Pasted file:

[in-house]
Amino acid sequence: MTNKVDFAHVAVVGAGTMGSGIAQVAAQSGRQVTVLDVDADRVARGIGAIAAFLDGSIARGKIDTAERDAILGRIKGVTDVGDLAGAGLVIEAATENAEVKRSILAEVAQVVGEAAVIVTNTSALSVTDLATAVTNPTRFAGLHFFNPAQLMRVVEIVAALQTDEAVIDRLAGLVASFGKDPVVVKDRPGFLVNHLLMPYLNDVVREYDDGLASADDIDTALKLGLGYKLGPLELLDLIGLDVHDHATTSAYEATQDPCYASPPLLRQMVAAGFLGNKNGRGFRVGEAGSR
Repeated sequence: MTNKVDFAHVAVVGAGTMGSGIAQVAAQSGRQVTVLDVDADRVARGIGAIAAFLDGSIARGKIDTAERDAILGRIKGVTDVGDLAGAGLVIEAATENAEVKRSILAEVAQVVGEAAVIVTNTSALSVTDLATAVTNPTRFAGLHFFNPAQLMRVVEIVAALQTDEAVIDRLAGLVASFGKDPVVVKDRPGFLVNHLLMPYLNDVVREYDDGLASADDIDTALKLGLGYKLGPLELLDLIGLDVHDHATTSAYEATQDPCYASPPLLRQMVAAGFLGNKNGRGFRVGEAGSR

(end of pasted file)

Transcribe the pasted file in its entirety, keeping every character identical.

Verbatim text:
[in-house]
Amino acid sequence: MTNKVDFAHVAVVGAGTMGSGIAQVAAQSGRQVTVLDVDADRVARGIGAIAAFLDGSIARGKIDTAERDAILGRIKGVTDVGDLAGAGLVIEAATENAEVKRSILAEVAQVVGEAAVIVTNTSALSVTDLATAVTNPTRFAGLHFFNPAQLMRVVEIVAALQTDEAVIDRLAGLVASFGKDPVVVKDRPGFLVNHLLMPYLNDVVREYDDGLASADDIDTALKLGLGYKLGPLELLDLIGLDVHDHATTSAYEATQDPCYASPPLLRQMVAAGFLGNKNGRGFRVGEAGSR
Repeated sequence: MTNKVDFAHVAVVGAGTMGSGIAQVAAQSGRQVTVLDVDADRVARGIGAIAAFLDGSIARGKIDTAERDAILGRIKGVTDVGDLAGAGLVIEAATENAEVKRSILAEVAQVVGEAAVIVTNTSALSVTDLATAVTNPTRFAGLHFFNPAQLMRVVEIVAALQTDEAVIDRLAGLVASFGKDPVVVKDRPGFLVNHLLMPYLNDVVREYDDGLASADDIDTALKLGLGYKLGPLELLDLIGLDVHDHATTSAYEATQDPCYASPPLLRQMVAAGFLGNKNGRGFRVGEAGSR